Gas pipeline not yet finalised but Glin to get ‘offtake leg’

New pipeline from Foynes to Listowel will be built later this year

Norma Prendiville

Reporter:

Norma Prendiville

Gas pipeline not yet finalised but Glin to get ‘offtake leg’

Glin councillor John Sheahan

GLIN could benefit from piped natural gas at some time in the future, but this would depend on local demand and whether it was commercially viable.

A spokeswoman for Gas Networks Ireland confirmed this week that there will be an “of take leg at the closest point to Glin”  along the new pipeline from Foynes to Listowel which will be built later this year.

“This leg will be used to connect Glin to the network should it become commercially viable in the future,” she said.

Initially, Gas Network Ireland’s plan to build a 40km  feeder gas pipeline connecting from Foynes to Listowel did not include connections to any West Limerick towns and villages along the route.

The only exception was that of Foynes where, a company spokeswoman said, they were “continuing to liaise with potential customers”.

“In simple terms, the expected revenues over a period of time must exceed the projected costs for the project to be viable,” she added.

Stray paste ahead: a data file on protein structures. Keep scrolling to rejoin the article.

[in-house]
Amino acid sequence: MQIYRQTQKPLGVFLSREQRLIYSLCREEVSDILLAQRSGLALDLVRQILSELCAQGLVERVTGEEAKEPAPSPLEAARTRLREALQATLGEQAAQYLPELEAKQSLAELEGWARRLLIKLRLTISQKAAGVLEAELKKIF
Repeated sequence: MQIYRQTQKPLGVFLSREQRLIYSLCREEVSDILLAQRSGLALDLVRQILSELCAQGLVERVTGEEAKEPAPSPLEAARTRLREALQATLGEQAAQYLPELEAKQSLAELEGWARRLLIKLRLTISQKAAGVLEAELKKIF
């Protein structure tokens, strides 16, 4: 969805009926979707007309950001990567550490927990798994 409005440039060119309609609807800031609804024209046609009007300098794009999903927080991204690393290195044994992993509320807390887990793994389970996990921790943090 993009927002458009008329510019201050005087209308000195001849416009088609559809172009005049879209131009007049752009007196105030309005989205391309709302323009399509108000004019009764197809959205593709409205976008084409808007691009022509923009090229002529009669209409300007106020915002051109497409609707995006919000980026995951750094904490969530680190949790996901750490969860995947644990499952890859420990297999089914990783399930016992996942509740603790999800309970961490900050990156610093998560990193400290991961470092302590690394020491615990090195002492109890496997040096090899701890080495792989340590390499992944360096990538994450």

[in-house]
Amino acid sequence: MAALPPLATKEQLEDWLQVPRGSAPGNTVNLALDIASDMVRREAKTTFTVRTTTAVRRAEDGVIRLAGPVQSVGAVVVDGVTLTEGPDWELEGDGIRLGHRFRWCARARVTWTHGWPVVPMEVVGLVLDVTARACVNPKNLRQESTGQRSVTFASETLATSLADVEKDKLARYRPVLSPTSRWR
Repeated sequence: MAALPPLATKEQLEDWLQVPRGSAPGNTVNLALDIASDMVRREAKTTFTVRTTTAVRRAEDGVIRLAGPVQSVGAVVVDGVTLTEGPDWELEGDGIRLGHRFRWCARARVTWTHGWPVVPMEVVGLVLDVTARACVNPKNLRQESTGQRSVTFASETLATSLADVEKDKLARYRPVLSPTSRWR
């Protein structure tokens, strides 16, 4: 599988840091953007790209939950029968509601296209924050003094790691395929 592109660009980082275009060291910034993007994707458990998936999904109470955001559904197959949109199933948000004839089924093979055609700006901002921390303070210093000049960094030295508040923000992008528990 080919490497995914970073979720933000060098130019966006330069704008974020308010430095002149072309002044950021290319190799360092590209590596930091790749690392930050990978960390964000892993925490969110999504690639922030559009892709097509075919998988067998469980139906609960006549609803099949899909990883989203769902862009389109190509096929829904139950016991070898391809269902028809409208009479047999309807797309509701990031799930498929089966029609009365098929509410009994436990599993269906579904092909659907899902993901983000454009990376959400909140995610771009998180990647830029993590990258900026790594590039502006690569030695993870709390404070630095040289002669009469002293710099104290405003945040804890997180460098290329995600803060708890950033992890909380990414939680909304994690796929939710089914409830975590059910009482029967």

The key factor in the company’s decision to link Listowel to the national gas grid was the coming on board of Kerry Ingredients and its plan to invest in a combined heat and power plant.

However, at a meeting of Newcastle West Municipal District in December, Glin councillor John Sheahan pointed out that the pipeline route would be passing near Glin. And he called on  Gas Networks Ireland to take into account Glin’s future needs and those of  Tarbert when finalising the troute. In particular, he  argued the potential future demand at the industrial land-bank at Tarbert/Ballylongford needed to be factored in, along with the possibility of replacing oil with gas at the power station in Tarbert.

The existing manufacturing businesses in Glin as well as householders could also be possible customers and he felt that other towns and villages along the route should have “spurs” off the line. , he pointed out in a  motion to the recent meeting of Newcastle West Municipal District. And he called on the director of economic development with Limerick City and County Council Pat Daly, to contact Gas Networks Ireland to ensure that future demand was not being overlooked.

Now, it appears Glin is indeed  to have an “offtake leg”. However, the route of the pipelilne has not been fully finalised and is still the subject of land investigation, the spokeswoman for Irish Gas Networks said.

Once fully defined, it will be made public in Listowel and in the communities and hinterland of the pipeline. Construction  is expected to begin in May or June.